which meet the company’s requirements and ANSI Z390.1 regulatory
    standards .

Students must demonstrate performance-
based competency through….                  COMPANY LOGO
                                                                                  H2S Awareness
                                                                                     Training
      •Written evaluation                   Name: ___________________________________________________
      •Verbal evaluation                    Company:________________________________________________
                                            Date: ____________________________________________________
              or
      •Practical evaluation                   Has successfully completed Oilfield Hydrogen Sulfide (H2S) Safety
      •Three Year record retention                                  Awareness Training
      •Annual retraining is required
 Top Ten Hydrogen Sulfide Life Saving Practices



1. Learn about this poisonous gas (it is extremely poisonous!)
2. H2S temporarily destroys the sense of smell after the first whiff. H2S is a
   product of putrefaction. (How do you think it got that odor of rotten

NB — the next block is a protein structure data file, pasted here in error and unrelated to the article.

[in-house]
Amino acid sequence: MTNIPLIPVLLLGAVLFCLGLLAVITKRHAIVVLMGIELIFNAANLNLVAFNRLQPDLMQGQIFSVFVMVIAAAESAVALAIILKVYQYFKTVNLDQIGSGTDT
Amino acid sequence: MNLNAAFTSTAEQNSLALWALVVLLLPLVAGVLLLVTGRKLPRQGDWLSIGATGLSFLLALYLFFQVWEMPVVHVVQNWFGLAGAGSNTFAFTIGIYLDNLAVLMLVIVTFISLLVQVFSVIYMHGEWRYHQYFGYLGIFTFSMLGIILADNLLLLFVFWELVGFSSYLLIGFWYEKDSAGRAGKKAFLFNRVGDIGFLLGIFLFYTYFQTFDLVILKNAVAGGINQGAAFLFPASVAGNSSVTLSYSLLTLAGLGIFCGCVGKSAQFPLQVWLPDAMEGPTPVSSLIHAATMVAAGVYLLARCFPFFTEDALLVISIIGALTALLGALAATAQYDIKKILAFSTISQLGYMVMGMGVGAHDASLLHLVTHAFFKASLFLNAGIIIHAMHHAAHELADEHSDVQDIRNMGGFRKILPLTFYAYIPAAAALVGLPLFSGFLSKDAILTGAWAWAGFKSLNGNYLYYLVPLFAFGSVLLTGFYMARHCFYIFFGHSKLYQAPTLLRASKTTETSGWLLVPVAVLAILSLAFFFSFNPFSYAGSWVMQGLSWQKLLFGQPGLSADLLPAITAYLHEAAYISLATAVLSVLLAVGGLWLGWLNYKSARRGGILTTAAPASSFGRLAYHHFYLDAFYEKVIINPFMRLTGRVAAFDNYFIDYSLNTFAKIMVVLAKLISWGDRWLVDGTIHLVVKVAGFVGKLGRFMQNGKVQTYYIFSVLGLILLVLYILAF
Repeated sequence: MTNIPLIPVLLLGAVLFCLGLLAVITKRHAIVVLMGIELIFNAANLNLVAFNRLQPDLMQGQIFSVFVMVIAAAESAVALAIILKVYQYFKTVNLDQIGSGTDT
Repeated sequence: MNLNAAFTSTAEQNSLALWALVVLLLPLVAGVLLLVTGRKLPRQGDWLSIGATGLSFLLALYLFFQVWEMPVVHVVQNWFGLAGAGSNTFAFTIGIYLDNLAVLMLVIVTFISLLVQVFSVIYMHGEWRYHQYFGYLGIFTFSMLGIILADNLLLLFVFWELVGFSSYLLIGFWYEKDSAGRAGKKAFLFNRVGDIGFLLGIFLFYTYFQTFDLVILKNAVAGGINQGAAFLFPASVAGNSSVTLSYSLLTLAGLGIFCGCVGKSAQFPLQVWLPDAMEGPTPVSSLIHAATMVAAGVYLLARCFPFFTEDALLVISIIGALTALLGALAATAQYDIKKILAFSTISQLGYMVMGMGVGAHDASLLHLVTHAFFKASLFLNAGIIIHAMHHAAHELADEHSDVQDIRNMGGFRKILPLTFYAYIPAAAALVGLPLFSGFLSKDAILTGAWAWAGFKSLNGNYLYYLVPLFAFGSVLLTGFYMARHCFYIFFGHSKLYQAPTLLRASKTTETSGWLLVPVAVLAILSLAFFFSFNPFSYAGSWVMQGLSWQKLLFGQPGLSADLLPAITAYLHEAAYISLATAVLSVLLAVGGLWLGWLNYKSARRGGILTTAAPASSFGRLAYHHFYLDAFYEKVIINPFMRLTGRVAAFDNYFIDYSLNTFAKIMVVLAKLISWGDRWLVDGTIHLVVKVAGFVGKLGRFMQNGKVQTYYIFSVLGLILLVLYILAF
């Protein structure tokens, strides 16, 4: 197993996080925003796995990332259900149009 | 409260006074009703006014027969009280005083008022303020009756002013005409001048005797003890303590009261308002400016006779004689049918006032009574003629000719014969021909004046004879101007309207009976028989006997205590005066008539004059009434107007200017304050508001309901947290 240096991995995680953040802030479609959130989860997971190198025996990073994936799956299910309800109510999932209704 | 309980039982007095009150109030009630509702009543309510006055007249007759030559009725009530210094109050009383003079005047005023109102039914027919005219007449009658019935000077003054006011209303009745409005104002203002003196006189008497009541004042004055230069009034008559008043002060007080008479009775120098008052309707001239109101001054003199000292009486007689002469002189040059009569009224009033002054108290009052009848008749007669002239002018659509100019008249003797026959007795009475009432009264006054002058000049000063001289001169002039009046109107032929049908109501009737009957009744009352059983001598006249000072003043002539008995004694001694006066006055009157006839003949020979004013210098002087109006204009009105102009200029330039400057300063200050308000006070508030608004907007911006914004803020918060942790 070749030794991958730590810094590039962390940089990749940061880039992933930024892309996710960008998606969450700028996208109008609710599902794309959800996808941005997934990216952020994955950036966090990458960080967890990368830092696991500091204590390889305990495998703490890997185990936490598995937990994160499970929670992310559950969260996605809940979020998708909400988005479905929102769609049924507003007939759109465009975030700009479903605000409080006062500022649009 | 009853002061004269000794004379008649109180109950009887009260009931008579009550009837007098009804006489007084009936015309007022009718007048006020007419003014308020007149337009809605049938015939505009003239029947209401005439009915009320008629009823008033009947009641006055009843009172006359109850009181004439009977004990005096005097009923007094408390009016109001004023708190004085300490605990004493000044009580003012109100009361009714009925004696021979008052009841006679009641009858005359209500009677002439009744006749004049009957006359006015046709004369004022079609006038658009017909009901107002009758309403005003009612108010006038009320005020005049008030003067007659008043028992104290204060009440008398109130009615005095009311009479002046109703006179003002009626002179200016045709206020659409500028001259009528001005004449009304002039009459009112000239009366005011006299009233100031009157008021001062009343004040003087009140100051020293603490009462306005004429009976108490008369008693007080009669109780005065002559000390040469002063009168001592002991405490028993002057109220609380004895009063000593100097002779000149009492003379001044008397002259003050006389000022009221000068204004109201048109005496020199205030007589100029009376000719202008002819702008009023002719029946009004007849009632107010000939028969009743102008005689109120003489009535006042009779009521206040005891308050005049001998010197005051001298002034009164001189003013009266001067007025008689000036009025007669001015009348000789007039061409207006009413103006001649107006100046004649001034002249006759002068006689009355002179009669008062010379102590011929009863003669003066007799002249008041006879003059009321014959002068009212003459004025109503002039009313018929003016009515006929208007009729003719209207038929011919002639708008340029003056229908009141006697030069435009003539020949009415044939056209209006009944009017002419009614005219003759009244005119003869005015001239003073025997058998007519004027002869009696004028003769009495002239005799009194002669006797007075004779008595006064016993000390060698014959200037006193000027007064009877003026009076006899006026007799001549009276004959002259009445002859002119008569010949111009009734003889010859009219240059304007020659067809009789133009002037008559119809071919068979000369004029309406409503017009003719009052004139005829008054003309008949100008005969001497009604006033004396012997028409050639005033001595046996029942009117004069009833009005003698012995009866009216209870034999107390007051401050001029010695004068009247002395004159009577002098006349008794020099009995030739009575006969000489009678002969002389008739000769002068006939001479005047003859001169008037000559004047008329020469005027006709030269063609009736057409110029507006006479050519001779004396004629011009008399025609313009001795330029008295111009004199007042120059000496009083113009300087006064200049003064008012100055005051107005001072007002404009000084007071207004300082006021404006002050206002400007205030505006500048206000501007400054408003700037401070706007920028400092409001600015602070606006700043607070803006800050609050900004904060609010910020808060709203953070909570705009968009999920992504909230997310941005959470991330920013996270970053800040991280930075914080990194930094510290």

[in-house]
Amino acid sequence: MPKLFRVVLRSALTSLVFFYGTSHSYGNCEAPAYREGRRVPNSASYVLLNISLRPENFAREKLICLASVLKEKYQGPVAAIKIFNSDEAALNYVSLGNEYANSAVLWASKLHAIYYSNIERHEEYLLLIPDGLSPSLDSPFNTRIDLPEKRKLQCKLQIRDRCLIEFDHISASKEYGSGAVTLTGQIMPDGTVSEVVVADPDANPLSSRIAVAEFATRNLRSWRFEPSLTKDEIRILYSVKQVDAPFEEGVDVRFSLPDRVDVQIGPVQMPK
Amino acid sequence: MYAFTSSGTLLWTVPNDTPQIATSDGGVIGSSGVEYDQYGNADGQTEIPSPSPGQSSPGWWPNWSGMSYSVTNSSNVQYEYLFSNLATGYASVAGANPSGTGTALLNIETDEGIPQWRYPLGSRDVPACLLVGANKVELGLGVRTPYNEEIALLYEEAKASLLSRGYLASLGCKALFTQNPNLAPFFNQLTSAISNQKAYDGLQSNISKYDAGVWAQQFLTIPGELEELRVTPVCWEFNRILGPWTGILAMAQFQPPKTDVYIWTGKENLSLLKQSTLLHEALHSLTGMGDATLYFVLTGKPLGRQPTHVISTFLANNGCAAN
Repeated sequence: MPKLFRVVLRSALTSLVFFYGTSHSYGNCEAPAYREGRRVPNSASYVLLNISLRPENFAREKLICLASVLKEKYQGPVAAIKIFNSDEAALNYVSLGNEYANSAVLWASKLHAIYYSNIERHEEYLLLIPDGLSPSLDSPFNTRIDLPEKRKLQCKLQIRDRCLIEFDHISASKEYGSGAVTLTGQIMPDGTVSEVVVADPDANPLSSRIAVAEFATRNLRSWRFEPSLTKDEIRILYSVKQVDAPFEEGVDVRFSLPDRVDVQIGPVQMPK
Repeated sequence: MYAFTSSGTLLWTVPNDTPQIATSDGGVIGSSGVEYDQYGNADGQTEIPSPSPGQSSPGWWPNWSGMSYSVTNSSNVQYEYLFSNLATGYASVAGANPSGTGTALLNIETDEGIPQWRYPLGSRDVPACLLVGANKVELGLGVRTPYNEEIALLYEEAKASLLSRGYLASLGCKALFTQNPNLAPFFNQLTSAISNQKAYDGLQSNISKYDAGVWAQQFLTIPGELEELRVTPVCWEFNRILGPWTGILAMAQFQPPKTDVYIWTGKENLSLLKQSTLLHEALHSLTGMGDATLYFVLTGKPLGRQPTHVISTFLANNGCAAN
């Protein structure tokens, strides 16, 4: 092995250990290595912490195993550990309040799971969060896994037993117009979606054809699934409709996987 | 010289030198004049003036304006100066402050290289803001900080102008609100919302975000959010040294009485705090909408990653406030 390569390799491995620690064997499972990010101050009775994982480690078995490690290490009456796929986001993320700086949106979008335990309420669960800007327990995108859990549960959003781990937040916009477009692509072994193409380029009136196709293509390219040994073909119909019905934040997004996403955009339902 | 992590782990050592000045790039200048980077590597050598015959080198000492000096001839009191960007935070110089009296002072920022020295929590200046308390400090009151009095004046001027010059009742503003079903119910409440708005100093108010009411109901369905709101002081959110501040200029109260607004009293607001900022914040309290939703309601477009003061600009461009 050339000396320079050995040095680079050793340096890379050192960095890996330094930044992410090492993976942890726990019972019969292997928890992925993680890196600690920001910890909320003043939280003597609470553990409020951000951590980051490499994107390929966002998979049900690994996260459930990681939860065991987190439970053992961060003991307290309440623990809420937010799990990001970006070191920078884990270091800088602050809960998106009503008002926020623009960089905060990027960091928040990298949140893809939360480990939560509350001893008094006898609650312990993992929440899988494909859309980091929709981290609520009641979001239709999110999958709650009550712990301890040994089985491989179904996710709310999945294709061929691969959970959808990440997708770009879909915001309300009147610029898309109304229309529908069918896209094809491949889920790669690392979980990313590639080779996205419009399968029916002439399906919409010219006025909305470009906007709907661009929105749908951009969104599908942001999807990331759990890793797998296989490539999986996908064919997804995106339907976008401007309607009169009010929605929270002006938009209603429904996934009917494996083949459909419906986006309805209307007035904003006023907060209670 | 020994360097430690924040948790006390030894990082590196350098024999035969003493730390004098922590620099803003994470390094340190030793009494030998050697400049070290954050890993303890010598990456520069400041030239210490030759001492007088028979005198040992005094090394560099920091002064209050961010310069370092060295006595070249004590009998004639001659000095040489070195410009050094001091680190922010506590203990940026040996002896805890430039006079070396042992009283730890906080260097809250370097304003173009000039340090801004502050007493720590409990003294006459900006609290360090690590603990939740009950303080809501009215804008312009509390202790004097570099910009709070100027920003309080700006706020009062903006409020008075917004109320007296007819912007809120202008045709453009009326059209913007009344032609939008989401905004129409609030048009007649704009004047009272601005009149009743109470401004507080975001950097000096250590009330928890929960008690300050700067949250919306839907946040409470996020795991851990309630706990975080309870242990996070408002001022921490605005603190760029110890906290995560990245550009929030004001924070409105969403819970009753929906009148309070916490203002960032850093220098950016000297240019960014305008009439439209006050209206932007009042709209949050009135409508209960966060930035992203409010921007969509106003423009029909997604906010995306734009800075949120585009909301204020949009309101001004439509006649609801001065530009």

eggs?)
3. The threshold limit value (TLV) for an 8 hour period is 10 ppm. Everyday
   concentrations relates one part per million is for example 1 bad peach /
   6768 bushels .
4. Lowest concentrations of H2S will produce irritation to the eyes, throat
   and respiratory tract, and may produce coughing, eye burning, and /or
   sleeplessness.
5. Concentrations of H2S over 500 ppm can render a person unconscious.
Minimum informational
content of the course
Top Ten Hydrogen Sulfide Life Saving Practices



6. Concentrations over 600 ppm will more than likely cause a person to join
    their dearly departed ancestors….PDQ
7. Wear best approved air mask or personal monitor for H2S when work
    requires entry where concentration IS or MAY BE above safe levels.
8. Remember H2S is colorless, invisible, and heavier than air. It tends to settle
    in low places.
9. Exercise caution in an attempt to rescue of a co-worker. Immediately call
    for emergency medical assistance